Election Media Coverage Goes Digital

Any student in public relations knows, or should know, how important it is to keep up with news. So in the face of a current election year, it is that much more important to be in the know. Some students, maybe even professionals, may have found it hard to keep up with every single aspect of past political campaigns; however, in this “age of technology,” it is easier than ever.

Using the power of new media during a political campaign is not a new tactic; you may recall when CNN and YouTube held a joint debate in which the public sent in videotaped questions. Politicians have since caught up on the trend, using outlets like Twitter and Facebook to be engaged with the public 24/7. This election season, not only have politicians been deploying digital tools in new and innovative ways, the media outlets and journalists covering them have been doing the same.

Besides individual journalists and news outlets tweeting and uploading photos, the 2012 battle for the White House is the first time that web apps dedicated to political coverage have been introduced. These new and innovative apps are allowing readers to have unprecedented access to all things related to the election. Online features such as these are changing the name of the game in political journalism.

Here are a few other ways in which media coverage of the election is going digital:

1. Election Centers: Major news sites like CNN, MSNBC and Fox are featuring online election portals in which visitors can learn about the candidates and their stances on the issues that matter, access links to candidates’ social media profiles or find out more about their financial backers.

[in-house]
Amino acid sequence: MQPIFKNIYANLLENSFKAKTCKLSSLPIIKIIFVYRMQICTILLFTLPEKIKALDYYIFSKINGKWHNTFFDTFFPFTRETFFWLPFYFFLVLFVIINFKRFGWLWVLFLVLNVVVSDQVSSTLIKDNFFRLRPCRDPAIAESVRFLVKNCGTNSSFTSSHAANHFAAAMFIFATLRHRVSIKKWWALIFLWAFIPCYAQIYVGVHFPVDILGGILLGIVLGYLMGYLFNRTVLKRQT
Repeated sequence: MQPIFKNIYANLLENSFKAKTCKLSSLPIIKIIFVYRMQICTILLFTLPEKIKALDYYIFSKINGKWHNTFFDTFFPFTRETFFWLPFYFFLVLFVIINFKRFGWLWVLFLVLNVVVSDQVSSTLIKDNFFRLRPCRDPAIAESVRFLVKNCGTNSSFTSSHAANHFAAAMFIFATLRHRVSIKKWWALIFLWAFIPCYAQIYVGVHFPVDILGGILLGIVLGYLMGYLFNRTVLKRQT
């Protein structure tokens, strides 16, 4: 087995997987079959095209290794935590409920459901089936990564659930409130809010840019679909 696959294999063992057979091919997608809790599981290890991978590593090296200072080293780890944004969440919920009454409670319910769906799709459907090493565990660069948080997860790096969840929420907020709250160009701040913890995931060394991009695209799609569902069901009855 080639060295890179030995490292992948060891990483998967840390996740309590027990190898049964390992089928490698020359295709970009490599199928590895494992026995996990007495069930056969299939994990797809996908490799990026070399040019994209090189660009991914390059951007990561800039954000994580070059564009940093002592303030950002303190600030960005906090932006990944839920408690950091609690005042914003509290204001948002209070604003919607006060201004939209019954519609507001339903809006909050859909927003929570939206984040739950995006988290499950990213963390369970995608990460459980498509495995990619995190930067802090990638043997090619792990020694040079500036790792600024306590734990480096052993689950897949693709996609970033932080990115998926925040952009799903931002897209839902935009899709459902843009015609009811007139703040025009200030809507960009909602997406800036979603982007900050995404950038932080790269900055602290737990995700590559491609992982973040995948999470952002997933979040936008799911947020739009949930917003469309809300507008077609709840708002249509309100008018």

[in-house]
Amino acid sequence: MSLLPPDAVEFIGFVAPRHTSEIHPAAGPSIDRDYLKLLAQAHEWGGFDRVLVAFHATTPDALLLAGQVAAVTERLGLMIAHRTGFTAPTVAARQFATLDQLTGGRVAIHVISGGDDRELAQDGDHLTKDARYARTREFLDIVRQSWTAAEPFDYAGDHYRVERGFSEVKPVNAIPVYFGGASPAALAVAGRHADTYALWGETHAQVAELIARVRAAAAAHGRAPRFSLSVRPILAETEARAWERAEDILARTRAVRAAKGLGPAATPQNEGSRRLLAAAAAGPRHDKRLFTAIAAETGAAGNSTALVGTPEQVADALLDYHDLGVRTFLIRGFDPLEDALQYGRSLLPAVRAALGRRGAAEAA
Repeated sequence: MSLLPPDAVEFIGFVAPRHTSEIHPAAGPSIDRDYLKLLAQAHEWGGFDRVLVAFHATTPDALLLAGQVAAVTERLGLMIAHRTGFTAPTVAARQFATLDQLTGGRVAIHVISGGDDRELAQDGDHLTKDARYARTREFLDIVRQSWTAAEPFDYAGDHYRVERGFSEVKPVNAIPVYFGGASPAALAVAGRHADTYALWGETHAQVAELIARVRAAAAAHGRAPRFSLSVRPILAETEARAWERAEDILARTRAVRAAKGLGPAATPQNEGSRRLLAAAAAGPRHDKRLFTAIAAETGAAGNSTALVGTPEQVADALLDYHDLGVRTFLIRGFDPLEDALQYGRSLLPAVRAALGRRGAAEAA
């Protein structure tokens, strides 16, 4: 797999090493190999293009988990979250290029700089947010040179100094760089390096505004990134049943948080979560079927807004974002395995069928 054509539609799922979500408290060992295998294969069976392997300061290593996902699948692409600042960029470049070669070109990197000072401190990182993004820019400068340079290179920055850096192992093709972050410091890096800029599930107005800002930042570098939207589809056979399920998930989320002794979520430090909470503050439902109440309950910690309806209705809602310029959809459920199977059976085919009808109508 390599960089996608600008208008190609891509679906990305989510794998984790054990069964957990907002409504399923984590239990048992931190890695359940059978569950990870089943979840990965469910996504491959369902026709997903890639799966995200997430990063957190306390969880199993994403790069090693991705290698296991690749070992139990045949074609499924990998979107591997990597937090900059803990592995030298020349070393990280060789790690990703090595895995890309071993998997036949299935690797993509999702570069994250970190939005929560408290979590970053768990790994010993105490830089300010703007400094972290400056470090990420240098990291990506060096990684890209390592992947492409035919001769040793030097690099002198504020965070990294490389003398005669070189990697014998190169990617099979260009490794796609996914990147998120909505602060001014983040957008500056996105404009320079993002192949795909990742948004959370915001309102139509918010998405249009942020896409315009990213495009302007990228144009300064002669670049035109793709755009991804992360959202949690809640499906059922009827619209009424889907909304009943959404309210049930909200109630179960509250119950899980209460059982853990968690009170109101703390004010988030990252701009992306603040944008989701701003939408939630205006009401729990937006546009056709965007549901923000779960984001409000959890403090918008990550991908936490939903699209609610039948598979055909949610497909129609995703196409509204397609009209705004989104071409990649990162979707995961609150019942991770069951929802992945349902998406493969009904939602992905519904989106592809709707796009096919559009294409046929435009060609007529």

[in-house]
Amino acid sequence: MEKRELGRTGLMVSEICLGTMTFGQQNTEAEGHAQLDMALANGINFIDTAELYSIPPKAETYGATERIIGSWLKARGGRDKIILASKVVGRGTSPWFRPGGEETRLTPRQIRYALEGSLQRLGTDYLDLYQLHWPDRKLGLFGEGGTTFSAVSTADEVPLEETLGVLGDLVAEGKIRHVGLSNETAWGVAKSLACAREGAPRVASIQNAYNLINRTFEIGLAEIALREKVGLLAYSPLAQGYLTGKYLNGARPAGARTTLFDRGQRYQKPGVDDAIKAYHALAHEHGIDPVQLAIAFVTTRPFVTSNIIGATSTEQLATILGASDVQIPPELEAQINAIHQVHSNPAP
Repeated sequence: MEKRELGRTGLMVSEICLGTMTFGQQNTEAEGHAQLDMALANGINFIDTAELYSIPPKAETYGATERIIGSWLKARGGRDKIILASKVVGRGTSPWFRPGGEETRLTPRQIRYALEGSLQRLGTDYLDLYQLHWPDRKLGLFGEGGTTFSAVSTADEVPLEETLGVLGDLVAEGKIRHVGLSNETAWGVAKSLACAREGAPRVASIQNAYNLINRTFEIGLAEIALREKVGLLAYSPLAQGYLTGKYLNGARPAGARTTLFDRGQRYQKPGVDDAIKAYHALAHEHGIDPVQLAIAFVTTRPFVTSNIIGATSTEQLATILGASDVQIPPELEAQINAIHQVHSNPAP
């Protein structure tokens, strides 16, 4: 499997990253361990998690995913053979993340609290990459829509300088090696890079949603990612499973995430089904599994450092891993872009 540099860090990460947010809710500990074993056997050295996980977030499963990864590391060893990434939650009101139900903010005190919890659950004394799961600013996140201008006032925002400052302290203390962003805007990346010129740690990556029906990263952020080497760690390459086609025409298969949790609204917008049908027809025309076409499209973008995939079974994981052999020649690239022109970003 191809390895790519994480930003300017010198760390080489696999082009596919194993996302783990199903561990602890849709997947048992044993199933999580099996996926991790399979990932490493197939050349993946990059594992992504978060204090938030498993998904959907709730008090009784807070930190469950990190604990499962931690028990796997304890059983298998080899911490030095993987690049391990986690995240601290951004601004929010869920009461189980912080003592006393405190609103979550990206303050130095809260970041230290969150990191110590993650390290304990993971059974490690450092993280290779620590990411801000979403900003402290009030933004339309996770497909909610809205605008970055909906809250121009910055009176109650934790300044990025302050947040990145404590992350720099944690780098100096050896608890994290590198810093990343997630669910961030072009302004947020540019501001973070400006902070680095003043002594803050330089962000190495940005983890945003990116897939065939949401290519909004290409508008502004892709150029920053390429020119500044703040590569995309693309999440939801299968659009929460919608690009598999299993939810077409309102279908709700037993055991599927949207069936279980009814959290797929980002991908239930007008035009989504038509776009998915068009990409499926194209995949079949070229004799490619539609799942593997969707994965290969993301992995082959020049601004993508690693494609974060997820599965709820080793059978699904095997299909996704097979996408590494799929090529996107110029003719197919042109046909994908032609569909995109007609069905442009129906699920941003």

2. Interactive Maps: NBC has actually teamed up with Foursquare to map the campaign trail. Other news sites like CNN are offering calendar like maps to show visitors where and when upcoming primaries and caucuses are being held. Politico actually takes this map concept a step further by telling visitors not only where, but why candidates are doing particular events.

3. Social Debates: This idea isn’t new for 2012, but it has become more mainstream. Fox News used to Twitter to get instant opinions from the public on each candidate’s performance in a debate. Facebook and NBC teamed up to co-host a Republican debate in which viewers asked questions via the social networking site.

Have you seen other unique digital tools used in this year’s political campaign? Or, do you find one of these tools extremely beneficial? If so, let us know!

This guest blog was written by PRowl Public Relations staff member Kaitlyn Sutton.

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